See the Mail Boat at the Whitefish Boat Show

Pictured is Ben Knebel, captain of the Whitefish Mail Boat, with a load of passengers. Knebel delivered mail by a wood boat (at the time one of the only motorboats on the chain) for 39 years. See the restored mail boat at the Whitefish Antique and Classic Wood Boat Rendezvous at Moonlite Bay June 17. Photo courtesy of A Taste Of History

For 39 years, residents and resorts on the Whitefish Chain received their mail from Ben Knebel, who traveled the chain by boat. Residents would eagerly await the boat on their dock or place a mailbox at the end of the dock if they couldn't be there.

A beautiful 22-foot 1949 Chris Craft Sportsman, the Whitefish Mail Boat will be on display this Saturday, June 17, at Moonlite Bay in Crosslake for the Whitefish Chain Antique and Classic Wood Boat Rendezvous. 

The show runs from 9 a.m. to 4 p.m. and admission is free. You'll also be able to see many other spectacular boats, from small antique duck boats to large, lavish boats that approach yacht status.

According to an article from Inforum News, the Whitefish Mail Boat was residents' link to the outside world during the summer months. In the winter, Knebel delivered mail by car. He delivered mail by boat for 39 years, from the 1930s to the late 1960s. The article reports that for many years, the boat was one of the only motorized boats on the chain. Since that was the case, he would provide tours on the boat for $2 a person, and often provided rides to children.

A Taste of History, a collection of Crosslake history assembled by the Crosslake Historical Society, tells how Knebel was a legend. He not only delivered the mail, but often groceries as well. Knebel's father, John Knebel, was the founder of Ideal Township. When John moved to the area in the late 1800s to early 1900s, the piney area was advertised as a remedy to some ailments. John, who suffered from asthma, found that the area really did provide relief to his troubles, and he termed the area "Ideal." He was chairman of the township's board. Knebel followed in his father's footsteps when he later became active in the community's government.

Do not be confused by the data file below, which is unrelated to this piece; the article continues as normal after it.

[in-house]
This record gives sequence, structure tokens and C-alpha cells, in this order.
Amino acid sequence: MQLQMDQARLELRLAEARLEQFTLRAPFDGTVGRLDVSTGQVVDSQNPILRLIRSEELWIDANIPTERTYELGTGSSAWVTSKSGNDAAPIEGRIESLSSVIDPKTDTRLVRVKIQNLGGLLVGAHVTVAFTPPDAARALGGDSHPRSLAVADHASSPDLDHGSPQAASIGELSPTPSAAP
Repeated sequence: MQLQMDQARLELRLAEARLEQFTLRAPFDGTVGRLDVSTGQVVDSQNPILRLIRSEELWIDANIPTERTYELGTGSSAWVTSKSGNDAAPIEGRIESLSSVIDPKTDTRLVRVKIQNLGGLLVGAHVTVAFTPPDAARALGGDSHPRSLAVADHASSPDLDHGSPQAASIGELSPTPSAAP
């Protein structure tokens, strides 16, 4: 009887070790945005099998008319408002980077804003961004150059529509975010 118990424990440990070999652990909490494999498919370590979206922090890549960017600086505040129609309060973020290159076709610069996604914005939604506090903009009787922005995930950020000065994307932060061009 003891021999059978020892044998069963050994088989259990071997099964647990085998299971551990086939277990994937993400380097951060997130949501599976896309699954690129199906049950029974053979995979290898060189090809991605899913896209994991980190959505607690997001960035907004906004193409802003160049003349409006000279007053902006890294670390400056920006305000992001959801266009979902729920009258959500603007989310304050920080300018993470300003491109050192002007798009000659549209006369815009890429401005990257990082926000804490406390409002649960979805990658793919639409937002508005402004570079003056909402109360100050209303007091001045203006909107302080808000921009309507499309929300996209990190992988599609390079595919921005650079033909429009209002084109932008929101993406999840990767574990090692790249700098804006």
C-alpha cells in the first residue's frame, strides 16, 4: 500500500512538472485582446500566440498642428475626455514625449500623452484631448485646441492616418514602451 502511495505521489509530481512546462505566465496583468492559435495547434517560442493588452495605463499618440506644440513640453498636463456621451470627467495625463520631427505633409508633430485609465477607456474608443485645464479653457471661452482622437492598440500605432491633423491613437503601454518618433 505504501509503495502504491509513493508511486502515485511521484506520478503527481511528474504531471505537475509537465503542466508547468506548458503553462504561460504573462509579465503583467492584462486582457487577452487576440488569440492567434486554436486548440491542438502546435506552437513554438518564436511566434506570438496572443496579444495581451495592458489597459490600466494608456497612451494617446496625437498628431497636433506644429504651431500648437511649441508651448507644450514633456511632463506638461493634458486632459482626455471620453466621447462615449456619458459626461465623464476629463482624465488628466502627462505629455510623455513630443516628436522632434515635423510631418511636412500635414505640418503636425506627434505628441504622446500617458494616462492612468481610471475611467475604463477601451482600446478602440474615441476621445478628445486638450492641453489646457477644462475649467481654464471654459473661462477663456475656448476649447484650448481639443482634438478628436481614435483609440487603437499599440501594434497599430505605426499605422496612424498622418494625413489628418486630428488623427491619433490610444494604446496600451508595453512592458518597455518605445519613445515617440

Knebel's last delivery in the mail boat was Sept. 15, 1969. That wasn't the end of the mail boat, though. Inforum reports that Joe Ruttger, who recalled memories of riding around the lake with Knebel, began searching for Knebel's mail boat. He was able to find it based on its registration number. Ruttger, whose parents owned The Whitefish Ruttger Resort, teamed up with Ron Schultz, whose family owned and operated Tip Top Resort. The two set about restoring the boat after finding it permanently parked in a backyard. The article reports that Ruttger and Schultz had to rent a crane to transport the boat.

Over 13 years, the two men resorted the boat, which was in rough shape. About half the original mahogany and cedar wood was maintained. The men found a replacement engine of the same make and model as the original and restored the chrome. Today the boat gleams with a shine that would have onlookers wondering if it time-traveled from a 1949 showroom floor.

The Whitefish Antique and Classic Wood Boat Rendezvous has been a tradition at Moonlite Bay since 1988. In addition to the boats on the water, model boats and other displays can also be seen at the event. Awards are presented in several categories. Boats on display value as high as $1 million.

But if you miss the June 17 boat show, fear not. The boat is on display the rest of the year at the Crosslake Historic Log Village, and so is Knebel's own mailbag. Together they mark a time gone by on the Whitefish Chain.

(Purchase A Taste of History, a comprehensive book of Crosslake area history that's loaded with pictures and recipes, at Judy's House of Gifts in Crosslake. Special thanks to the Crosslake Historical Society for the use of their photo for this story.)

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